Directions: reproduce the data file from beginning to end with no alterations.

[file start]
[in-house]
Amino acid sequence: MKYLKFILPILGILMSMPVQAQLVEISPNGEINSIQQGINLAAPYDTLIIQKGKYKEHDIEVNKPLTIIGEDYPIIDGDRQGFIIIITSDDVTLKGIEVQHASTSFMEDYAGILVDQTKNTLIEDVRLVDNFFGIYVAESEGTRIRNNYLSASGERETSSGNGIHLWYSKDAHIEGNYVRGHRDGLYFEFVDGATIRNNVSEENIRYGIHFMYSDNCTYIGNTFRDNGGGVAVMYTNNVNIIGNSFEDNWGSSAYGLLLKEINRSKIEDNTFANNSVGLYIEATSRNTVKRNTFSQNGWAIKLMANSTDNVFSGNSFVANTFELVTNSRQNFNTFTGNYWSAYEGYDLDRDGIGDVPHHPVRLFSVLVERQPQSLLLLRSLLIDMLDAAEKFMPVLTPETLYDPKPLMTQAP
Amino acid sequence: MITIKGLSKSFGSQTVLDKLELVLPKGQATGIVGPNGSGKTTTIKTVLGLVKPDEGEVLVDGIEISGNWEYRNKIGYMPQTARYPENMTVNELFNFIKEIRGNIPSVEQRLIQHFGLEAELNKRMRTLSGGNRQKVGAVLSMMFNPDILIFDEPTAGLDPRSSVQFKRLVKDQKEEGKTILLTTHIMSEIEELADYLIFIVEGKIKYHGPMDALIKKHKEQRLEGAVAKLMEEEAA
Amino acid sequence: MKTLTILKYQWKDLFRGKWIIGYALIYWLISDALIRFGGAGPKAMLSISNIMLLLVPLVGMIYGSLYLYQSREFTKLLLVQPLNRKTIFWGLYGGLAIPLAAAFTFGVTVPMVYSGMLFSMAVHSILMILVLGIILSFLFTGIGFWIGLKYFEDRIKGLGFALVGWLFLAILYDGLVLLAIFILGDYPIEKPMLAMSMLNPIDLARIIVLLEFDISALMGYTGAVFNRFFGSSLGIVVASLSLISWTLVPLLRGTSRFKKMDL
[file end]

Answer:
[in-house]
Amino acid sequence: MKYLKFILPILGILMSMPVQAQLVEISPNGEINSIQQGINLAAPYDTLIIQKGKYKEHDIEVNKPLTIIGEDYPIIDGDRQGFIIIITSDDVTLKGIEVQHASTSFMEDYAGILVDQTKNTLIEDVRLVDNFFGIYVAESEGTRIRNNYLSASGERETSSGNGIHLWYSKDAHIEGNYVRGHRDGLYFEFVDGATIRNNVSEENIRYGIHFMYSDNCTYIGNTFRDNGGGVAVMYTNNVNIIGNSFEDNWGSSAYGLLLKEINRSKIEDNTFANNSVGLYIEATSRNTVKRNTFSQNGWAIKLMANSTDNVFSGNSFVANTFELVTNSRQNFNTFTGNYWSAYEGYDLDRDGIGDVPHHPVRLFSVLVERQPQSLLLLRSLLIDMLDAAEKFMPVLTPETLYDPKPLMTQAP
Amino acid sequence: MITIKGLSKSFGSQTVLDKLELVLPKGQATGIVGPNGSGKTTTIKTVLGLVKPDEGEVLVDGIEISGNWEYRNKIGYMPQTARYPENMTVNELFNFIKEIRGNIPSVEQRLIQHFGLEAELNKRMRTLSGGNRQKVGAVLSMMFNPDILIFDEPTAGLDPRSSVQFKRLVKDQKEEGKTILLTTHIMSEIEELADYLIFIVEGKIKYHGPMDALIKKHKEQRLEGAVAKLMEEEAA
Amino acid sequence: MKTLTILKYQWKDLFRGKWIIGYALIYWLISDALIRFGGAGPKAMLSISNIMLLLVPLVGMIYGSLYLYQSREFTKLLLVQPLNRKTIFWGLYGGLAIPLAAAFTFGVTVPMVYSGMLFSMAVHSILMILVLGIILSFLFTGIGFWIGLKYFEDRIKGLGFALVGWLFLAILYDGLVLLAIFILGDYPIEKPMLAMSMLNPIDLARIIVLLEFDISALMGYTGAVFNRFFGSSLGIVVASLSLISWTLVPLLRGTSRFKKMDL